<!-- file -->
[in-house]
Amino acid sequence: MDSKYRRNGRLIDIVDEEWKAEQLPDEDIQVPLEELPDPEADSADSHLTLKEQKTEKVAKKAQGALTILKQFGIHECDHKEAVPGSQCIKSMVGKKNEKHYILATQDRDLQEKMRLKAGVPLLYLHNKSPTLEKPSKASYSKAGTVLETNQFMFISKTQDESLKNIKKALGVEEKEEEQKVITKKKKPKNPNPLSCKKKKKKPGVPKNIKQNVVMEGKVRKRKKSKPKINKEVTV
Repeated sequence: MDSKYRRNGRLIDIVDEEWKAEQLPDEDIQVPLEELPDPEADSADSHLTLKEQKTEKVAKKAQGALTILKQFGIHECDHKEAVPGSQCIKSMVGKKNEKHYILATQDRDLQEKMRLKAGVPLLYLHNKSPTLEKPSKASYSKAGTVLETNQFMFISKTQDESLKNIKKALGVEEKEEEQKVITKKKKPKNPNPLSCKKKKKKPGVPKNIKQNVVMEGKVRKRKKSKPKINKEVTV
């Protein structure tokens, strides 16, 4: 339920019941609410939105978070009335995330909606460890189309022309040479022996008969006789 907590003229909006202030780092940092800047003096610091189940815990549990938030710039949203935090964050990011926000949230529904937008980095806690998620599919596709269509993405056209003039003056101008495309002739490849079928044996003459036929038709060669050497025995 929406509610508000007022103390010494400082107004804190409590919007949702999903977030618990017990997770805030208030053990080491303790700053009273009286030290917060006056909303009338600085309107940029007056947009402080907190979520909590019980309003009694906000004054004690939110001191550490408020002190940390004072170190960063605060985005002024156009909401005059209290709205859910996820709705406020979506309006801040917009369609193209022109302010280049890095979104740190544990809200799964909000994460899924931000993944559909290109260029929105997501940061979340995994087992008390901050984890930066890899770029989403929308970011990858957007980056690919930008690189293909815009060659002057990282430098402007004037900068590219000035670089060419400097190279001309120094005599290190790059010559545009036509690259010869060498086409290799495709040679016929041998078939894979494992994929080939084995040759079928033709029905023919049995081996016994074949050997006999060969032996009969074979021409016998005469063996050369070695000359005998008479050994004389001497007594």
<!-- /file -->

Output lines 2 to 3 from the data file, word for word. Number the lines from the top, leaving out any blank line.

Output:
Amino acid sequence: MDSKYRRNGRLIDIVDEEWKAEQLPDEDIQVPLEELPDPEADSADSHLTLKEQKTEKVAKKAQGALTILKQFGIHECDHKEAVPGSQCIKSMVGKKNEKHYILATQDRDLQEKMRLKAGVPLLYLHNKSPTLEKPSKASYSKAGTVLETNQFMFISKTQDESLKNIKKALGVEEKEEEQKVITKKKKPKNPNPLSCKKKKKKPGVPKNIKQNVVMEGKVRKRKKSKPKINKEVTV
Repeated sequence: MDSKYRRNGRLIDIVDEEWKAEQLPDEDIQVPLEELPDPEADSADSHLTLKEQKTEKVAKKAQGALTILKQFGIHECDHKEAVPGSQCIKSMVGKKNEKHYILATQDRDLQEKMRLKAGVPLLYLHNKSPTLEKPSKASYSKAGTVLETNQFMFISKTQDESLKNIKKALGVEEKEEEQKVITKKKKPKNPNPLSCKKKKKKPGVPKNIKQNVVMEGKVRKRKKSKPKINKEVTV